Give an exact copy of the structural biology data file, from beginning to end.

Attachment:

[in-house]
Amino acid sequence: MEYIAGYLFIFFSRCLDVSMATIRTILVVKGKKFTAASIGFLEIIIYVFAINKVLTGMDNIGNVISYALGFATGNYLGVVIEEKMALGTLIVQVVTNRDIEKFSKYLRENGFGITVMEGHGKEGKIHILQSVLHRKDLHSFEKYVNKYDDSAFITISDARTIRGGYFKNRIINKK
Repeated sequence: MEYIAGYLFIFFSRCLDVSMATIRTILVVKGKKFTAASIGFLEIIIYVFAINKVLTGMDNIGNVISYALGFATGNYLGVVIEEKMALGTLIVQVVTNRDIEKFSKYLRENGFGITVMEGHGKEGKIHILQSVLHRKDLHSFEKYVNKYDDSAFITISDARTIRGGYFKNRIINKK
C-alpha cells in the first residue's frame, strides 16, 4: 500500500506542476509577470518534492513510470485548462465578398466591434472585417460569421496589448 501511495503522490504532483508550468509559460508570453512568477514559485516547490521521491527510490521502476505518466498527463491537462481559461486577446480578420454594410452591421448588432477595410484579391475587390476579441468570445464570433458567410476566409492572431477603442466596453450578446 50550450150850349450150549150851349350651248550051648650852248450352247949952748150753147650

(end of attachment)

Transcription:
[in-house]
Amino acid sequence: MEYIAGYLFIFFSRCLDVSMATIRTILVVKGKKFTAASIGFLEIIIYVFAINKVLTGMDNIGNVISYALGFATGNYLGVVIEEKMALGTLIVQVVTNRDIEKFSKYLRENGFGITVMEGHGKEGKIHILQSVLHRKDLHSFEKYVNKYDDSAFITISDARTIRGGYFKNRIINKK
Repeated sequence: MEYIAGYLFIFFSRCLDVSMATIRTILVVKGKKFTAASIGFLEIIIYVFAINKVLTGMDNIGNVISYALGFATGNYLGVVIEEKMALGTLIVQVVTNRDIEKFSKYLRENGFGITVMEGHGKEGKIHILQSVLHRKDLHSFEKYVNKYDDSAFITISDARTIRGGYFKNRIINKK
C-alpha cells in the first residue's frame, strides 16, 4: 500500500506542476509577470518534492513510470485548462465578398466591434472585417460569421496589448 501511495503522490504532483508550468509559460508570453512568477514559485516547490521521491527510490521502476505518466498527463491537462481559461486577446480578420454594410452591421448588432477595410484579391475587390476579441468570445464570433458567410476566409492572431477603442466596453450578446 50550450150850349450150549150851349350651248550051648650852248450352247949952748150753147650